Taking good notes is a compounding skill. You should be doing everything possible right now
We retain more knowledge, come up with better ideas, and actually think better when we take superb notes. The information that we collect and developed is safely catalogued instead of being lost forever.
Note-taking eliminates the need for our brains to store information (something they aren't particularly good at), and instead focus on its core function – forming new associations.
In effect, we are great at coming up with ideas and processing information. We are less good at remembering it. That's where our notes come in!
Reducing friction when taking notes
The biggest obstacle to effective note-taking is, and always has been, friction.
It's a painfully familiar feeling. Inspiration strikes – that magic idea hits your brain. Your eyes widen and your heart rate increases as you frantically look for a pen. By the time you find paper to write on... the idea is gone.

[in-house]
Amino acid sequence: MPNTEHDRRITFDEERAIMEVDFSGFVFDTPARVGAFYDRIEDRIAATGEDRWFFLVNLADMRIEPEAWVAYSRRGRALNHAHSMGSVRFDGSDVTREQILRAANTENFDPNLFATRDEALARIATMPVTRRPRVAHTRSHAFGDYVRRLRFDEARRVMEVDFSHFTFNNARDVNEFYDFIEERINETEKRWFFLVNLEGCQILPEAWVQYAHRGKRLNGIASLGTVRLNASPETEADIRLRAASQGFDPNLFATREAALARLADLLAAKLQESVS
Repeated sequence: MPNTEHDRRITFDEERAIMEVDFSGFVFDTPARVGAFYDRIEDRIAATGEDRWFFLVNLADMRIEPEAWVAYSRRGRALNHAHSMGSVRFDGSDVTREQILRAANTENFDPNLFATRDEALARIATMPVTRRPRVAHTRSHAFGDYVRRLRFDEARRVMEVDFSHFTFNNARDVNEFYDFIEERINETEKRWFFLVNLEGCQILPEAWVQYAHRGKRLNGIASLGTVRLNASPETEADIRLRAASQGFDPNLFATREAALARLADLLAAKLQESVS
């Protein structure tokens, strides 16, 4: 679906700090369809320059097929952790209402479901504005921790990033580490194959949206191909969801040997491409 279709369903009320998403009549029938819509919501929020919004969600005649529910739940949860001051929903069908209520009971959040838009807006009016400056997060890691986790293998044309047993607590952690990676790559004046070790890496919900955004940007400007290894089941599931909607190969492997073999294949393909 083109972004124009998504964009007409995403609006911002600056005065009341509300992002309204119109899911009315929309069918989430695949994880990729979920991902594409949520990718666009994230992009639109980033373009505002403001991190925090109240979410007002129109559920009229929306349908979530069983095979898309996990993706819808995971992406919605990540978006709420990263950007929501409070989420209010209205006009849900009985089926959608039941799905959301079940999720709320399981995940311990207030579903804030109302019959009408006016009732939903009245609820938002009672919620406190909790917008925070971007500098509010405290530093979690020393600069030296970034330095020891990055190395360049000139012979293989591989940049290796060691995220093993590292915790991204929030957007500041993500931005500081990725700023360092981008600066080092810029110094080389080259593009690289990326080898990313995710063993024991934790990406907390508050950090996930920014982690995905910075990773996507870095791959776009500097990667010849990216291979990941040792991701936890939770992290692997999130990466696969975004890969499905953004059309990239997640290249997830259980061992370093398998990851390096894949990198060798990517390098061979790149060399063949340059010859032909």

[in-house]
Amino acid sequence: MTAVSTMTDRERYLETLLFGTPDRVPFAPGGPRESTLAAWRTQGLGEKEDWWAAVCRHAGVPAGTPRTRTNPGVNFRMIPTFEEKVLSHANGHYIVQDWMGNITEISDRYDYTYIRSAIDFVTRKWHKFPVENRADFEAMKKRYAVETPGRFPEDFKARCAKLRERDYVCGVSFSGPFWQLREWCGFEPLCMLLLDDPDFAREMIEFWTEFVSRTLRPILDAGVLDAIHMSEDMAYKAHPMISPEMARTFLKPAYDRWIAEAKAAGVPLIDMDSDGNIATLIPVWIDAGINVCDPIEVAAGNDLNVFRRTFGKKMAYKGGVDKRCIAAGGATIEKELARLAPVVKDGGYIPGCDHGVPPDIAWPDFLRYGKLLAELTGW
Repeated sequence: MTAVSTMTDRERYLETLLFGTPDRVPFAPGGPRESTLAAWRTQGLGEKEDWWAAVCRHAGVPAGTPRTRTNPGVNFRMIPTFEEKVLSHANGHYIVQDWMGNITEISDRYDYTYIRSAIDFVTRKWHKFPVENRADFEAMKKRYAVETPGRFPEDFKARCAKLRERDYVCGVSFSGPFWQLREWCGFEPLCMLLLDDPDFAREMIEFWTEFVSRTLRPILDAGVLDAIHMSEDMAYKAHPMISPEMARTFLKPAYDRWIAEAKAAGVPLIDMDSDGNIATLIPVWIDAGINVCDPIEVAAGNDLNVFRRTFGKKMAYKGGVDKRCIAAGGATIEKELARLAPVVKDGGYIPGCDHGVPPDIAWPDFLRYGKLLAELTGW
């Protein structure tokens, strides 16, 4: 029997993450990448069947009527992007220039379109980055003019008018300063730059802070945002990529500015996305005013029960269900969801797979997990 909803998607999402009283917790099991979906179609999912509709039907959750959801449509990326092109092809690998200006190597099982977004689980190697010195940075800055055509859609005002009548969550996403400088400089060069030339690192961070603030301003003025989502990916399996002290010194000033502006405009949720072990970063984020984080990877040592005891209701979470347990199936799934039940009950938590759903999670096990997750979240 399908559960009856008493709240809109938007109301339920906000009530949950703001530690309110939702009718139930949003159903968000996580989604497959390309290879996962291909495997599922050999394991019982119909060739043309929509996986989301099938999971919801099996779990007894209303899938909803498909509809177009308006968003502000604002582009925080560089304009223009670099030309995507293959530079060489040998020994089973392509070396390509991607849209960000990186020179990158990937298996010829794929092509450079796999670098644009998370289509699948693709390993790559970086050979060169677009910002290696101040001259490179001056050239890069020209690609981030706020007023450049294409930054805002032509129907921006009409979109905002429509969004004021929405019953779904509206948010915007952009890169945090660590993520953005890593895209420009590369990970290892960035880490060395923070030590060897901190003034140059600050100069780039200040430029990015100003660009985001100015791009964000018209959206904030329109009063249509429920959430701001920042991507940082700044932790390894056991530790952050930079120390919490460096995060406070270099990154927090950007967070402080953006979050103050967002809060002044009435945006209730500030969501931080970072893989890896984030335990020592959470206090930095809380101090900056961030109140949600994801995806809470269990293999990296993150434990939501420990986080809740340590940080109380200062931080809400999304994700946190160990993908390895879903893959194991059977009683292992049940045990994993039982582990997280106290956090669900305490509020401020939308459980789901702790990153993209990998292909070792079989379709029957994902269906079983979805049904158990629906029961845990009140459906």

When we have a brilliant thought or idea, it's hard to imagine forgetting it. But all thoughts and ideas are fleeting.
The best thing you can do to improve your note-taking is to reduce the friction required to capture thoughts and information.
Note-taking templates give us a format to place to start immediately recording information, without any faff.
Why use note-taking templates?
When we take notes using a template, we get to focus on the thinking instead of the notes themselves.
If you spend all of your time structuring, organizing and processing your notes, you'll miss the information you're trying to record. It defeats the whole point of note-taking!
Note-taking templates give us a blueprint to call upon at any given moment in time to start taking notes with. Recording information becomes effortless.
It avoids having to start from a blank page. There is no set-up period. It saves time, sure. It also makes information easier to access and adds structure to our notes.